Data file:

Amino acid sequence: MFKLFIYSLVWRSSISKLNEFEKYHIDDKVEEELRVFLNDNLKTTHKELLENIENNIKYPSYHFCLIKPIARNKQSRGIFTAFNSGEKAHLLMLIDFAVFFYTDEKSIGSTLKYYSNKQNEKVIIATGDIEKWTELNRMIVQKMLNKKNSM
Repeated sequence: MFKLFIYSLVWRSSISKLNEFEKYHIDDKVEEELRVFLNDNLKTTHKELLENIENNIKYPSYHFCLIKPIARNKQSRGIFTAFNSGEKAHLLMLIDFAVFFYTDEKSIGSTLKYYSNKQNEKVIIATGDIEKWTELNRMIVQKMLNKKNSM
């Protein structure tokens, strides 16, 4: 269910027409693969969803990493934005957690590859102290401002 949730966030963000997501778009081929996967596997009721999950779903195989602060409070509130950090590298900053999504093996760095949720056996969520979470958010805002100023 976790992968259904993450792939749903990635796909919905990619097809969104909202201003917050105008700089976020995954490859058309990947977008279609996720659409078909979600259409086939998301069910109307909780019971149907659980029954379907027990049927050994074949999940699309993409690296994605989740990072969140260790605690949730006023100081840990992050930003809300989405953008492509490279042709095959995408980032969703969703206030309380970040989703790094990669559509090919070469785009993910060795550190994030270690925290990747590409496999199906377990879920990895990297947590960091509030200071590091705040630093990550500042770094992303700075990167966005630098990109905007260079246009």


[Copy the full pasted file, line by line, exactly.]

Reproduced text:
Amino acid sequence: MFKLFIYSLVWRSSISKLNEFEKYHIDDKVEEELRVFLNDNLKTTHKELLENIENNIKYPSYHFCLIKPIARNKQSRGIFTAFNSGEKAHLLMLIDFAVFFYTDEKSIGSTLKYYSNKQNEKVIIATGDIEKWTELNRMIVQKMLNKKNSM
Repeated sequence: MFKLFIYSLVWRSSISKLNEFEKYHIDDKVEEELRVFLNDNLKTTHKELLENIENNIKYPSYHFCLIKPIARNKQSRGIFTAFNSGEKAHLLMLIDFAVFFYTDEKSIGSTLKYYSNKQNEKVIIATGDIEKWTELNRMIVQKMLNKKNSM
């Protein structure tokens, strides 16, 4: 269910027409693969969803990493934005957690590859102290401002 949730966030963000997501778009081929996967596997009721999950779903195989602060409070509130950090590298900053999504093996760095949720056996969520979470958010805002100023 976790992968259904993450792939749903990635796909919905990619097809969104909202201003917050105008700089976020995954490859058309990947977008279609996720659409078909979600259409086939998301069910109307909780019971149907659980029954379907027990049927050994074949999940699309993409690296994605989740990072969140260790605690949730006023100081840990992050930003809300989405953008492509490279042709095959995408980032969703969703206030309380970040989703790094990669559509090919070469785009993910060795550190994030270690925290990747590409496999199906377990879920990895990297947590960091509030200071590091705040630093990550500042770094992303700075990167966005630098990109905007260079246009």